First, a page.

On the whole, Asian Americans do well on measures of economic well-being compared with the overall U.S. population, but — again — this varies widely among Asian origin groups. In 2019, the median annual household income of households headed by Asian people was $85,800, compared with $61,800 among all U.S. households. These overall figures hide differences among Asian origin groups, however. Households headed by Burmese Americans, for example, had significantly lower incomes than Asian Americans overall ($44,400 vs. $85,800).
Because Asian groups earn a healthy income and are well represented in the workforce, society will ask, “You do well, so why do you still feel ignored? Is AAPI actually marginalized?”
There is a difference between representation and true inclusion. So while the model minority myth tells people we’re hard workers and gets us the job, that’s all they see. There is a large disparity between Asian employees and Asian leadership. In higher education, AAPI makes up 12% of the faculty but only 2% are in department chair, dean, or provost positions. Too often, we are merely considered great worker bees.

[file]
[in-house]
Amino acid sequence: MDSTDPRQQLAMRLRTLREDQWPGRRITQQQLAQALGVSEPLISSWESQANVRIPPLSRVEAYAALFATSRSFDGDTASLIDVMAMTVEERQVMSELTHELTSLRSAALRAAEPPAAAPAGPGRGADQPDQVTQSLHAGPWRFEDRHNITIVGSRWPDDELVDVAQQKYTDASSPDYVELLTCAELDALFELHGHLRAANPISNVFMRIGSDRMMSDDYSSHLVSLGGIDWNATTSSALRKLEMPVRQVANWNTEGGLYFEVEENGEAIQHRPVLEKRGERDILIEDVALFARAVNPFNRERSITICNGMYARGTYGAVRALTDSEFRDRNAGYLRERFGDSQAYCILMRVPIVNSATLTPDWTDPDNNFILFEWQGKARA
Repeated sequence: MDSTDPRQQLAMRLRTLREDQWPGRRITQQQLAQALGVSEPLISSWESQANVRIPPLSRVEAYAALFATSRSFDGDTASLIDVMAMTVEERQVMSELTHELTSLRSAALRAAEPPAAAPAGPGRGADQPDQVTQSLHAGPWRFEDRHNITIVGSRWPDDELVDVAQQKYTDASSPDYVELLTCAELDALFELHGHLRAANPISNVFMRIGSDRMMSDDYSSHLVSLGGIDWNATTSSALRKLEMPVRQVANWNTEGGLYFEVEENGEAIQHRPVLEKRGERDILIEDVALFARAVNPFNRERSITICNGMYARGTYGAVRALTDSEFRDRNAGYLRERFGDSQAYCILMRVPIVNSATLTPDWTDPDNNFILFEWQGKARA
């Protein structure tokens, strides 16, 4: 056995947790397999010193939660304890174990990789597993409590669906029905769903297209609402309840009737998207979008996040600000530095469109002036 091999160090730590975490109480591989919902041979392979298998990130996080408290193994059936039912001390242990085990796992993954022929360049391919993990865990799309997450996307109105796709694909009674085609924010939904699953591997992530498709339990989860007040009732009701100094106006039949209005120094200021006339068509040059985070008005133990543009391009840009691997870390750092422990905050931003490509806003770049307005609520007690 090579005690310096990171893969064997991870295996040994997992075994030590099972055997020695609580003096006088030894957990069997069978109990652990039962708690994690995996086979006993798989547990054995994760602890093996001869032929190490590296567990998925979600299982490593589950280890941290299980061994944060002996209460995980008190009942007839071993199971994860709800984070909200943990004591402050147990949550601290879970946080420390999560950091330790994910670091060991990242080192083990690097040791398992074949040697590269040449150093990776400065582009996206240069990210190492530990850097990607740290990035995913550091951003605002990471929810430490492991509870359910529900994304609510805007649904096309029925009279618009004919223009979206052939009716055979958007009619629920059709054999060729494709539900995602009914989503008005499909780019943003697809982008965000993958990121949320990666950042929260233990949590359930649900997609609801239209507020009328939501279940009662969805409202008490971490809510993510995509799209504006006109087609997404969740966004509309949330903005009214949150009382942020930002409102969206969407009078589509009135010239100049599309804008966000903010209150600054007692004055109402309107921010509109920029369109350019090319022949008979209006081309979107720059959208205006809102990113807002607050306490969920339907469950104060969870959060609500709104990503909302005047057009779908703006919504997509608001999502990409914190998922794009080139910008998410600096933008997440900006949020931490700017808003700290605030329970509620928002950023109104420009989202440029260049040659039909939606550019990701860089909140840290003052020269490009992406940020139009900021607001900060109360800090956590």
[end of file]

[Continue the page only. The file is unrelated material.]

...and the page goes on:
“People use the analogy: just being invited to the party is not the same as being asked to dance,” Wang said. “Those are two very different things, so how do we truly empower that kind of culture and enable change? As universities, we’ve used the word “underrepresented minority” for a long time, but this is the time to rethink how we talk about diversity and inclusion and how we truly measure it.”
Let’s Get to Inclusion
What is true inclusion? Our goal should not be “to not see color or race,” particularly because we then cannot acknowledge that society currently has a “norm” that is defined by color: being white. True inclusion is taking away that default by recognizing diversity and unique perspective as the keys to societal growth.
It will take decades of systematic and cultural reform; however, I hope these thoughts help us take one step forward in realizing the nuanced and complex experiences within our diverse community. Beyond the end of this month, let’s keep honoring AAPI, Black, indigenous, people of color, LGBTQ+, and all identities by listening to their stories. With understanding comes empathy. With empathy comes the motivation to take action.
Read more from Kaitlin about how to support the AAPI community.
About the Author
Senior Business Analyst, Salesforce.org